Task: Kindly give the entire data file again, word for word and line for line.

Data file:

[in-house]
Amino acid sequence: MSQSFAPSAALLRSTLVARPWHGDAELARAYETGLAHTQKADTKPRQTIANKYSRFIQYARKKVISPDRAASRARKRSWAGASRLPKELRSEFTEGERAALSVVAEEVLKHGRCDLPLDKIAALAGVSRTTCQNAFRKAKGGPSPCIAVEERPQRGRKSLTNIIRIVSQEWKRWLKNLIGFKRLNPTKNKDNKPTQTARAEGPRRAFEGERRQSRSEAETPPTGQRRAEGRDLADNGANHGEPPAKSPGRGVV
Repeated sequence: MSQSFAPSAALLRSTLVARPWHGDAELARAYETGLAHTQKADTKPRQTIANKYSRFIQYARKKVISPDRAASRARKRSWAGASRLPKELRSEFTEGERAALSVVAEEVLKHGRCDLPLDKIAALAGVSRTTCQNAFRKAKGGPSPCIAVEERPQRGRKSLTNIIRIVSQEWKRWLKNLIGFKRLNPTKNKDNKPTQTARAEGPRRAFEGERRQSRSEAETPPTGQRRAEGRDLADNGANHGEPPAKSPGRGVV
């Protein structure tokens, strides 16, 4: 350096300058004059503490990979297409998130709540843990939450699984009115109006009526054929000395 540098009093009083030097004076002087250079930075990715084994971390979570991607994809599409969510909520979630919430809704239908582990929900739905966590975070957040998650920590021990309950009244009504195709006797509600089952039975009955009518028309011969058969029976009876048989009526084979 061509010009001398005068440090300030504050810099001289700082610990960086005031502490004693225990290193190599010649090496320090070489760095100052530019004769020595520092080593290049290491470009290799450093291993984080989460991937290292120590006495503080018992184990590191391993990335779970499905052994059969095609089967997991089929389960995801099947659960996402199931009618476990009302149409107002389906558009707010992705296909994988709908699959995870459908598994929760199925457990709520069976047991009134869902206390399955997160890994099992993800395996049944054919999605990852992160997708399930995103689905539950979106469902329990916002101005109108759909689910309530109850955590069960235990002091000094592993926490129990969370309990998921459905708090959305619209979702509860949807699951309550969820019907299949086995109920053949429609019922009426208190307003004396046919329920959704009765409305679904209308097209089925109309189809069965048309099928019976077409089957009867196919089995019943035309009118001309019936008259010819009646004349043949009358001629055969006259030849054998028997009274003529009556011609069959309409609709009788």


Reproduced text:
[in-house]
Amino acid sequence: MSQSFAPSAALLRSTLVARPWHGDAELARAYETGLAHTQKADTKPRQTIANKYSRFIQYARKKVISPDRAASRARKRSWAGASRLPKELRSEFTEGERAALSVVAEEVLKHGRCDLPLDKIAALAGVSRTTCQNAFRKAKGGPSPCIAVEERPQRGRKSLTNIIRIVSQEWKRWLKNLIGFKRLNPTKNKDNKPTQTARAEGPRRAFEGERRQSRSEAETPPTGQRRAEGRDLADNGANHGEPPAKSPGRGVV
Repeated sequence: MSQSFAPSAALLRSTLVARPWHGDAELARAYETGLAHTQKADTKPRQTIANKYSRFIQYARKKVISPDRAASRARKRSWAGASRLPKELRSEFTEGERAALSVVAEEVLKHGRCDLPLDKIAALAGVSRTTCQNAFRKAKGGPSPCIAVEERPQRGRKSLTNIIRIVSQEWKRWLKNLIGFKRLNPTKNKDNKPTQTARAEGPRRAFEGERRQSRSEAETPPTGQRRAEGRDLADNGANHGEPPAKSPGRGVV
């Protein structure tokens, strides 16, 4: 350096300058004059503490990979297409998130709540843990939450699984009115109006009526054929000395 540098009093009083030097004076002087250079930075990715084994971390979570991607994809599409969510909520979630919430809704239908582990929900739905966590975070957040998650920590021990309950009244009504195709006797509600089952039975009955009518028309011969058969029976009876048989009526084979 061509010009001398005068440090300030504050810099001289700082610990960086005031502490004693225990290193190599010649090496320090070489760095100052530019004769020595520092080593290049290491470009290799450093291993984080989460991937290292120590006495503080018992184990590191391993990335779970499905052994059969095609089967997991089929389960995801099947659960996402199931009618476990009302149409107002389906558009707010992705296909994988709908699959995870459908598994929760199925457990709520069976047991009134869902206390399955997160890994099992993800395996049944054919999605990852992160997708399930995103689905539950979106469902329990916002101005109108759909689910309530109850955590069960235990002091000094592993926490129990969370309990998921459905708090959305619209979702509860949807699951309550969820019907299949086995109920053949429609019922009426208190307003004396046919329920959704009765409305679904209308097209089925109309189809069965048309099928019976077409089957009867196919089995019943035309009118001309019936008259010819009646004349043949009358001629055969006259030849054998028997009274003529009556011609069959309409609709009788």